SOFTWARE EXPORTS TO EUROZONE
We should not miss this opportunity which will only grow with the inclusion of new members in the EU
By SYED M. ASLAM
Apr 22 - 28, 2002
The integration of Europe into a single economic, financial and trading bloc of affluent Eurozone with a unified cash currency, the Euro, offers tremendous opportunities to the struggling software industry of Pakistan. Struggling because it is a nascent industry compared to developed counterparts in other parts of the world and as export orders came to a trickle in the post-September 11 world.
The integration offers tremendous opportunities for Pakistani software industry, irrespective of their sizes, to find a receptive market for a whole range of software solutions for banking, accounting, sales, marketing and retail sectors to replace the products for a market needing re-engineering of processes, systems and procedures to replace the old system with the new one.
The up-for-grabs valued IT-related works in the Eurozone, however, have failed to draw the attention of the policy makers responsible for identifying potential markets for the locally developed software solutions. They have also failed to draw the attention from the industry which can be their direct beneficiary, the software industry. This is evident from the fact that there are no indications from these two important quarters of to focus on Eurozone as the top priority which should have been the case.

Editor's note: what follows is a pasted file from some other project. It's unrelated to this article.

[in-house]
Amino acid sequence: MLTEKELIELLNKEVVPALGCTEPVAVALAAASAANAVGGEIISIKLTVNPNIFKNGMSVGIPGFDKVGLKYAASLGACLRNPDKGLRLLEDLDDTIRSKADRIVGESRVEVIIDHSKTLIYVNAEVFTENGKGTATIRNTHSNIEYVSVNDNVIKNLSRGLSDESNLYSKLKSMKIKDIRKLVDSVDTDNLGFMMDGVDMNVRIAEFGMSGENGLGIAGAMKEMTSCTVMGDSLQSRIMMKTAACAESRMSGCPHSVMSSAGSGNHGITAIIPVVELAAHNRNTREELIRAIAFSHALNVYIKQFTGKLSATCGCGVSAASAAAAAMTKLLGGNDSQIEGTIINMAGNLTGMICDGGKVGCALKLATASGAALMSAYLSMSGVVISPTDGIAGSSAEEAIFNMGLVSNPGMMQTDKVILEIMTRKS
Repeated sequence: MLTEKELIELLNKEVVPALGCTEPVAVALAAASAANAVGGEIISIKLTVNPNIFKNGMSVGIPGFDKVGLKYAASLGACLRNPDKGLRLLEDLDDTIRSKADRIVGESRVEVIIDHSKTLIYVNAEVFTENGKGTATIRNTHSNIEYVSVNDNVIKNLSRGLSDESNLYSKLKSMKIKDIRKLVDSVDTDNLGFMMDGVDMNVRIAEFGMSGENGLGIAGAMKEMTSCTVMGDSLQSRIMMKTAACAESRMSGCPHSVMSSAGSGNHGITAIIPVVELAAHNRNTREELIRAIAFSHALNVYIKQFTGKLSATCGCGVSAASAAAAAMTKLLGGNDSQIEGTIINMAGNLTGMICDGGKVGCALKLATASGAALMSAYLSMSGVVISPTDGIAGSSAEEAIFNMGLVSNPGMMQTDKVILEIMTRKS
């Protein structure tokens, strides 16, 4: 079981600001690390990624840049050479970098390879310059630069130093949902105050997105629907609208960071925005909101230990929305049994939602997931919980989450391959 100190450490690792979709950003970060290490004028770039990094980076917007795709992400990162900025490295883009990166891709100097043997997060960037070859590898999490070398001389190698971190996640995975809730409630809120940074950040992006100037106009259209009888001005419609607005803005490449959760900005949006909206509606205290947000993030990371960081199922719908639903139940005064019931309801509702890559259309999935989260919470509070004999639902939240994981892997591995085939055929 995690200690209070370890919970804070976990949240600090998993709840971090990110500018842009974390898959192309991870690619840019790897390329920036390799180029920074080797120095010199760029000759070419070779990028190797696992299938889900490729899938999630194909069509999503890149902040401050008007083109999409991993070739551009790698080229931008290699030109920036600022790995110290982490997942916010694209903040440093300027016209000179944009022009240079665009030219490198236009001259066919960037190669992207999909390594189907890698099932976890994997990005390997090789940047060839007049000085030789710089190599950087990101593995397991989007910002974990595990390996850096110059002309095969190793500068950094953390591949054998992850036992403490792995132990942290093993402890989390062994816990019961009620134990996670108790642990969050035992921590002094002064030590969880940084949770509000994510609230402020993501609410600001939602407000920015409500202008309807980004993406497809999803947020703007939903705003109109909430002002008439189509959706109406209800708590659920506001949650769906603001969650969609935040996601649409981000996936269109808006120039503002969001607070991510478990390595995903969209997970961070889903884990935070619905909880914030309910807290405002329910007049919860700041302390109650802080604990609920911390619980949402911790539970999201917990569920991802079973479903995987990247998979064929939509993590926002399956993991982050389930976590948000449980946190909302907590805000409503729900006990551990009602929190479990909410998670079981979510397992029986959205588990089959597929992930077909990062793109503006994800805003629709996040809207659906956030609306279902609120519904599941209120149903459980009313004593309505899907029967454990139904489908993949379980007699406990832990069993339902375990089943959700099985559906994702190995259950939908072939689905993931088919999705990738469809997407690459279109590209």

Javed Naushahi, a member of the Task Force on e-Commerce of the federal government, said that the local software industry should focus on European common market as it not only still offers opportunities but also offer opportunities with inclusion of ten new members by 2004. The Eurozone still requires a range of IT solutions for monetary, trade and services sectors but would also offer fresh work as 10 new economies will join the zone in next 20 months. Pakistani software industry should not let these opportunities to pass by this time around.
"The lack of direction and priority cost us millions of dollars in lost orders as we failed to exploit immense opportunities available then. For instance, the valuable works related to re-engineering of processes, systems, procedures and services to integrate Eurozone's foreign trade with other regions of the world and the movement of goods and services within the zone itself. That could have given the boost to our IT industry, particularly software, as the Eurozone economies geared themselves for the integration, a work which lasted for over half a dozen years. The lack of focus due primarily to our pre-occupation with Y2K benefited us only marginally unlike many other countries which derived immense financial benefits from it. On the other hand, an un-achievable target of $ 500 million for the export of IT services set by the then government was, of course, not achieved — not only then but till now. That, however, was past and we must divert our attention to present and future. This time around the opportunities should not be missed in the EU as much still remains to be done in the 12 member nations of the Eurozone."